It has been a not so well-kept secret for the past few years that the job of Chief Information Officer (CIO) is in the midst of major transformation as a result of all of the trends we all know an appreciate—mobility, virtualization, cloud, BYOD, Big Data and all things related to enhanced security.
There have also been plenty of books and reports about how the CIO, based on business imperatives, has been tasked to focus more of their technology concentration to align with C-levels - making improving the customer experience an enterprise-wide top imperative. This too has been a result of noticeable trends such as the explosion of readily available customer options, increasing customer fickleness based on their access to information and the requirement that enhanced customer intimacy in a rapidly changing world is an important ingredient in creating differentiated competitive value. In fact, it has made the creation of new titles like “Customer Experience Officer” and Chief Interactions Officer” the fastest growing new positions at large enterprise around the world.
However, questions arise as to how much of the talk is becoming action, and how are CIOs shifting their responsibilities and budgets in response to new mandates regarding capturing and keeping customers.
It is always great to look at numbers on such important trends for confirmation, and IBM (News - Alert) has released an insightful report, “Moving from the Back Office to the Front Lines - CIO Insights from the Global C-suite Study, which shows just how important customer experience improvement has now become for CIOs and their staff. Based on face-to-face conversations with more than 1,600 CIOs from 70 countries and 20 industries worldwide (and over 4,000 IT professionals in total), the research, conducted by IBM’s Institute for Business Value, reveals that customers drive CIOs to turn their focus to the front lines.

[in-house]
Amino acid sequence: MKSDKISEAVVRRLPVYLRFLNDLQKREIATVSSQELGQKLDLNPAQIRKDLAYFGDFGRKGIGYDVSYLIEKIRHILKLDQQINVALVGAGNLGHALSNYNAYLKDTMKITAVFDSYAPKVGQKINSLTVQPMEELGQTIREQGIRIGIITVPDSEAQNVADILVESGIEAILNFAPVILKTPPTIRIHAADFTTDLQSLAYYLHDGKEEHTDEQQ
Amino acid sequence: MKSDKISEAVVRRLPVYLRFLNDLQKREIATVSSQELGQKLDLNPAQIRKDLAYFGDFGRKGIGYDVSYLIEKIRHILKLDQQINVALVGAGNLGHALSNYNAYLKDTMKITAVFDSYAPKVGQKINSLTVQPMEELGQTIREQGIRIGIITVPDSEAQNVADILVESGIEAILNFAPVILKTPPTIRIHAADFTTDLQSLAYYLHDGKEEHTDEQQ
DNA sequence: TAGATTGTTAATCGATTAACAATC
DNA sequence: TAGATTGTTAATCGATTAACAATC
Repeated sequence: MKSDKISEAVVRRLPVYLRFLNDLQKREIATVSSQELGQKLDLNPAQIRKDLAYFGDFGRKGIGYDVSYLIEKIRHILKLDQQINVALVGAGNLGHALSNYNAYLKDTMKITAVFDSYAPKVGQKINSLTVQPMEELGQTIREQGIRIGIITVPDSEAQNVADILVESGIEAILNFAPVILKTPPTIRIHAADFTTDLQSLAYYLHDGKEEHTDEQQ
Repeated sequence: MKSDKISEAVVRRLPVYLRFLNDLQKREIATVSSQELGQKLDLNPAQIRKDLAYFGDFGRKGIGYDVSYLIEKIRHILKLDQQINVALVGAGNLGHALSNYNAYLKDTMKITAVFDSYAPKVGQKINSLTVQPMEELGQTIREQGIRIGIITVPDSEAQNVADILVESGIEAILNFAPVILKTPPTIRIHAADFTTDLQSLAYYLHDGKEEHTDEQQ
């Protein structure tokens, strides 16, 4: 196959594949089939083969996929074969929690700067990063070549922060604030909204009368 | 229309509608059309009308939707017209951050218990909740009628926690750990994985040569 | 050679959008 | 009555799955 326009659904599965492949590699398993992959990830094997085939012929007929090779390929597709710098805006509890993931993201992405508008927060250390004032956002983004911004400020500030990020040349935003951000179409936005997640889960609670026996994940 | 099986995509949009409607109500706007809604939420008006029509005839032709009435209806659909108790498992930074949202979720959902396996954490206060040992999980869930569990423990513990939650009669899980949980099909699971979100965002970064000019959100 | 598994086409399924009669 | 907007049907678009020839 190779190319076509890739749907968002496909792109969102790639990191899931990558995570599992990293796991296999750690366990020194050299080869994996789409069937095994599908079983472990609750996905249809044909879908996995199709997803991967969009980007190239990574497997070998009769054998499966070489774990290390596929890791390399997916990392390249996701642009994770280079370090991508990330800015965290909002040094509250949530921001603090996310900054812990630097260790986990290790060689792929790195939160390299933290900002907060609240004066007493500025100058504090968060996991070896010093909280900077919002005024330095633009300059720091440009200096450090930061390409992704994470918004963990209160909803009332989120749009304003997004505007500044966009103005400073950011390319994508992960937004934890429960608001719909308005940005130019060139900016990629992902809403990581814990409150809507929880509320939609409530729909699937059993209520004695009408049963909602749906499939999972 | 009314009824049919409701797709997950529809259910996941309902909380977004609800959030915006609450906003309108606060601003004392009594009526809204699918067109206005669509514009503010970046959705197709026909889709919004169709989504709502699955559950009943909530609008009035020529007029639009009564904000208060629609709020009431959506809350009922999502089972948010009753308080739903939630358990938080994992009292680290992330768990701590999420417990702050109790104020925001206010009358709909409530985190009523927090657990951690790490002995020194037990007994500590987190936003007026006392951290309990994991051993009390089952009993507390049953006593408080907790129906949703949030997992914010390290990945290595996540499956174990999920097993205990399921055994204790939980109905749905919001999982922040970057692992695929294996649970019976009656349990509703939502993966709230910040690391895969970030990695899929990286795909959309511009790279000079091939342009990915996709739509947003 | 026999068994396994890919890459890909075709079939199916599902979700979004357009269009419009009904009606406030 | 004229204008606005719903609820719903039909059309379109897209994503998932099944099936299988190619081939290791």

The graphic IBM has produced sums things up quite nicely.
As can be seen, more than 80 percent of CIOs report they are shifting their focus to the front office where marketing, sales and service managers work directly with customers. Plus, they are putting their money where their mandates now rest by investing in new technologies to gain deeper insights into customer data. In fact, IBM found that examples of this type of investment include sentiment mining and social network analysis to identify unique behavioral patterns and reliably predict critical trends.
"The study reveals the emerging reality that there is no longer any real distinction between the customer experience and contemporary business strategy," said Peter Korsten, global leader, IBM Institute for Business Value. "The quality and nature of the front-end experience has become the point of entry to the most valuable information any enterprise can possess -- information about its customers, employees, or any other relevant constituent group."
More importantly, it is not just money it is CIO time as the chart below indicates the shift from last year to this year.
The shift is on as new technologies for engagement are employed
IBM found that CIOs at outperforming enterprises recognized that technology factors will have a significant impact on their organization. As IBM notes, the focus on technology aimed at customer experience represents a notable shift over the few years. “There have been significant changes over the past eight years. One big change is accessibility. IT didn’t always have an equal seat at the table. Now, my peers are far more tech savvy,” Nick Smither, CIO of Ford Motor Company (News - Alert) told IBM as part of the study research.
IBM also found that, “Getting the basics right has become table stakes for CIOs looking to push their enterprise forward with new engagement and technology delivery platforms.” In fact, 66 percent of CIOs said the fact that their IT departments have become digitally adept has freed CIOs to look at new platforms that enable them to build what is called a “Customer-Activated” enterprise.
Another interesting insight from the report was that there is a correlation between the rising importance of customer engagement and interest in cloud computing. For example, 64 percent of CIOs named it as part of their visionary plans compared to 30 percent in 2009. The same was true for mobility with 84 percent saying it’s their top focus compared to 68 percent in 2009.
As noted at the top the inexorable technology trends driving us forward in general have particular value in the context of improving the customer experience as reflected in the study where roughly two-thirds of CIOs said they are exploring how to better serve and collaborate with customers using cloud computing and social networking tools.
There is a lot more information that is significant food for thought in the study which can be viewed in its entirety here. It is nice to know that so much C-level attention is being paid to delighting and keep both individuals and companies as customers. What will be really interesting to see is how much this investment translates into better customer loyalty and improved customer satisfaction scores.
Edited by Stefania Viscusi